“My passion is to help people enjoy better health through
safe, effective and non-invasive therapies…”

Egbert Gaye

As Covid-19 tightens its grip on Canada and the rest of the world, so too is the sense of dread and panic that is slowly creeping across borders and proliferating a mental health crisis of equal proportions.
In a recent statement, the WHO points to an impending global mental health crisis, as governments around the world cut back on funding for the disease as they struggle against the virus at the same time that an increasing number of people are buckling under fear, worry, and stress.
It’s a phenomenon that is becoming all too familiar to Wanjira Njenga, whose courses on yoga and meditation as well as various forms of massage therapies are geared towards keeping clients poised and centered.
She says much of the responsibility of maintaining good health and emotional wellbeing during these uncertain times remain in our hands.
“Self-care is the new health-care,” says Njenga whose extensive training in fields of meditation, yoga therapy, movement, and fitness started in her native Kenya and continued in her life journeys around the world, in countries such as France, India, and Canada. “The more we take care of ourselves, both mentally and physically, the better prepared we will be to deal with the uncertainties of the pandemic.”
And she offers a few basic coping mechanisms, which she says we can use as corner-stones in our path to attaining optimal health and mental stability during these times and throughout our lifetime.
High on her list is, exercise because she says, a physically fit body is one of the best ways to deal with any of life’s eventualities.
“So it’s important that we exercise regularly in order to maintain body strength.”
She accepts that it’s not always easy for everyone to adopt an exercise regime but says it’s important that they remain mindful of its benefits
“It doesn’t necessarily mean that we have exercise for hours every day, instead we can break it up into segments and find ways to make it part of our daily activities. There are ways that exercise can be an enjoyable experience.”
Njenga, who offers workshops in meditation, mindful eating, restorative yoga, and natural body care adds that finding “down-time” for ourselves is just as vital as is exercise.
“We owe to ourselves to try to connect to the self at a deeper level. And that’s what yoga and meditation allow us to do.”
The west island based teacher says although many might not feel as if they’re ready for structured classes, there’re many other options online that she encourages people to explore.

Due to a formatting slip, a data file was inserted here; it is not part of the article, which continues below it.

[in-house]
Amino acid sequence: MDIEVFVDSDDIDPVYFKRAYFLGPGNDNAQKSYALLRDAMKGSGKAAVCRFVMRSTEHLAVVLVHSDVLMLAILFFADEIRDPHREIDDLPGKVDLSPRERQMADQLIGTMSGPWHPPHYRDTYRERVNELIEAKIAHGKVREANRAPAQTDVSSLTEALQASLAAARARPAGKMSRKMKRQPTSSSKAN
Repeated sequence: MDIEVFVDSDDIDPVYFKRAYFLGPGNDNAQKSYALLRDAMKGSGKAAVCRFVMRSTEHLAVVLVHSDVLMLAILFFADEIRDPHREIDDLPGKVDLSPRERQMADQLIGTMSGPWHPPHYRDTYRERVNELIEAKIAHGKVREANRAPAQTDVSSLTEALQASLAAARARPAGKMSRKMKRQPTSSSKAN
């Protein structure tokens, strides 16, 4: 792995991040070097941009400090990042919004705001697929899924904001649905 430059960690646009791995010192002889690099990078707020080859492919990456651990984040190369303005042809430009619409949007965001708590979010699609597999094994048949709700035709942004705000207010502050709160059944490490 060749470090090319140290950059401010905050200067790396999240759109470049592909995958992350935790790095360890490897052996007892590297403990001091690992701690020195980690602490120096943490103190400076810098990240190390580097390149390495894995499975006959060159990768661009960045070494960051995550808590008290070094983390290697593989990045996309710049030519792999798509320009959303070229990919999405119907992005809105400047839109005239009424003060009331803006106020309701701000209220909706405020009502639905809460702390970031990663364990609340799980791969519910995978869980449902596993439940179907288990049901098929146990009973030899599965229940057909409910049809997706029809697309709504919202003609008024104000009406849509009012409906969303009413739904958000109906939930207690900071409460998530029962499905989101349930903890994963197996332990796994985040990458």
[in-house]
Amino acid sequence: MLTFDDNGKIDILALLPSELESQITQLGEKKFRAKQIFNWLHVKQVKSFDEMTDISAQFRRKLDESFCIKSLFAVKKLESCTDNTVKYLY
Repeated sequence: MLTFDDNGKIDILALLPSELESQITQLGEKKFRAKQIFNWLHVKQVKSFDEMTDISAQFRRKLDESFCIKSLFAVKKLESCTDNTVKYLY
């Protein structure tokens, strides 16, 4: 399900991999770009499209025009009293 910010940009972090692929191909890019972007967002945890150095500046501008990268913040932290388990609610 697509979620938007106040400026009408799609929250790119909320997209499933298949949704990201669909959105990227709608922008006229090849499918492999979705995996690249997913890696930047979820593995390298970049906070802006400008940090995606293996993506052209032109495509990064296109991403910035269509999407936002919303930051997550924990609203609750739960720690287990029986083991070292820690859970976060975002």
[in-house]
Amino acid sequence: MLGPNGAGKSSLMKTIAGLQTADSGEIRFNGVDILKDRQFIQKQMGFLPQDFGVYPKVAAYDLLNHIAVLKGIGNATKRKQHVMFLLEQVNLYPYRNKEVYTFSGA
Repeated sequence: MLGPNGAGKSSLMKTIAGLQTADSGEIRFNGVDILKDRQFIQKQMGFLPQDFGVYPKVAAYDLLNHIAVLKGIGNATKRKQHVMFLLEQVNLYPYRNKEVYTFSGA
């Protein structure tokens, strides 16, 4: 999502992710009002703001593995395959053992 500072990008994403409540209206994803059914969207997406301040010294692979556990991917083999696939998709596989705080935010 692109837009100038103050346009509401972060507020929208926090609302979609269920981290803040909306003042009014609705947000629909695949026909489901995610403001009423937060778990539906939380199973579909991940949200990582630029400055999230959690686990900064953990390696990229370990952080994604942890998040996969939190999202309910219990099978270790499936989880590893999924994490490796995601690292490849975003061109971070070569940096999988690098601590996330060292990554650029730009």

The benefits of yoga and meditation are lasting and useful to everyone regardless of age or gender.
What’s important she says is for us to build a community of friends or relatives with whom we can work towards our fitness goal.
“It’s a lot easier to build discipline when you’re accountable to someone or a group.”
Njenga was introduced to yoga and meditation in Kenya by an 80-something-year-old woman from India, the mother of a colleague, and a doctor at the hospital where she worked.
She says it was truly a life-changing experience that she continued to explore after moving to France to study and then here in Montreal.
Such was her commitment, that in the early 1990s she was prepared to walk away from a comfortable job as a translator to seek formal training in massage therapy as well as yoga and meditation.
Her extensive training took her to Madurai, India, living among and learning from some of the world’s most accomplished Gurus and emerging as a Sivananda yoga teacher.
Njenga, who speaks five languages and an insatiable appetite for reading starting working in the field in 1997. She is also an accredited aroma-therapist and fitness trainer
Today, with decades of non-stop learning and accumulated experiences along the way, she focuses her training to assist women, especially those in the age group of 45 and over.
They are the ones she says who are more prone to be let down by the medical system.
“For too long I’ve been told by women who say to that when they go to their doctors with various forms of discomfort, they all hear the same opening phrase: “well at your age…” even I have been hearing it. My question to them is: “at my age…. What?”
Convinced that women of all ages have the capacity to “reclaim their best physical, mental, and emotional selves and enjoy good, functional health for life.”
Njenga dedicates a significant chunk of her practice to “keep women 45 years and over strong, fit and injury-free as they journey through all stages of their lives.” This, she says is easily facilitated by her training in movement/yoga with along her 3rd Age and peri –post-menopause health specialization.
Besides, she talks about being an “anatomy buff” a passion that underlines her certification as a reflexologist, reiki practitioner, and massage therapist, with accreditation and membership in the various governing bodies.
“My passion is to help people enjoy better health through safe, effective and non-invasive therapies.”
Overall Njenga says she is guided by her strong belief in our restorative powers.
“I am a firm believer in the body’s capacity to heal itself through the application of natural therapies and remedies.”
She says her hope is that we will all walk away from the Covid-19 experience having learned how to reboot our lives…
“After this, we can’t go back to our old selves.”
Wanjira Njenga usually works out of Studio Wanjira in Kirkland. These days she offers yoga, meditation, fitness, pelvic floor health, and women’s health classes online.
She also offers daily yoga & movement ideas, tips, and educational content on her Instagram and Facebook feeds.
Phone: 514-758-7888 Email: shakti@wanjira.com
Website: www.wanjira.com